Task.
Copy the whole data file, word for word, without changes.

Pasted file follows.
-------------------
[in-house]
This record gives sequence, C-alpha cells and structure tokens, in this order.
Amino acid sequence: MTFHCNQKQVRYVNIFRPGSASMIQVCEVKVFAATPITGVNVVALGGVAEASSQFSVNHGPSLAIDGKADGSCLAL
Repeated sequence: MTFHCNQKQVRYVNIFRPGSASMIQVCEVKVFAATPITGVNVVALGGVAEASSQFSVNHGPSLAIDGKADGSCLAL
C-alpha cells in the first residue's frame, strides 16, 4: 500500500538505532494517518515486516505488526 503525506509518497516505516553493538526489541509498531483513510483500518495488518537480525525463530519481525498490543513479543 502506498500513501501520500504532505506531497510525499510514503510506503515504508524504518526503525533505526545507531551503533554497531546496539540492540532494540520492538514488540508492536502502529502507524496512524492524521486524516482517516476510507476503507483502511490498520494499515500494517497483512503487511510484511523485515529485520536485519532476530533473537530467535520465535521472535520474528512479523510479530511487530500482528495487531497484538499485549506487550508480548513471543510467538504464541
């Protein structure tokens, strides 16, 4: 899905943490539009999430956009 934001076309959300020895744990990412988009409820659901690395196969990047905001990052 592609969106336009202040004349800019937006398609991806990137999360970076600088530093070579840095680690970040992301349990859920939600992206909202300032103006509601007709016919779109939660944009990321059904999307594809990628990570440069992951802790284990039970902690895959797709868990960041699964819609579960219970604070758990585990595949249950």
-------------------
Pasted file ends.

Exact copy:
[in-house]
This record gives sequence, C-alpha cells and structure tokens, in this order.
Amino acid sequence: MTFHCNQKQVRYVNIFRPGSASMIQVCEVKVFAATPITGVNVVALGGVAEASSQFSVNHGPSLAIDGKADGSCLAL
Repeated sequence: MTFHCNQKQVRYVNIFRPGSASMIQVCEVKVFAATPITGVNVVALGGVAEASSQFSVNHGPSLAIDGKADGSCLAL
C-alpha cells in the first residue's frame, strides 16, 4: 500500500538505532494517518515486516505488526 503525506509518497516505516553493538526489541509498531483513510483500518495488518537480525525463530519481525498490543513479543 502506498500513501501520500504532505506531497510525499510514503510506503515504508524504518526503525533505526545507531551503533554497531546496539540492540532494540520492538514488540508492536502502529502507524496512524492524521486524516482517516476510507476503507483502511490498520494499515500494517497483512503487511510484511523485515529485520536485519532476530533473537530467535520465535521472535520474528512479523510479530511487530500482528495487531497484538499485549506487550508480548513471543510467538504464541
């Protein structure tokens, strides 16, 4: 899905943490539009999430956009 934001076309959300020895744990990412988009409820659901690395196969990047905001990052 592609969106336009202040004349800019937006398609991806990137999360970076600088530093070579840095680690970040992301349990859920939600992206909202300032103006509601007709016919779109939660944009990321059904999307594809990628990570440069992951802790284990039970902690895959797709868990960041699964819609579960219970604070758990585990595949249950």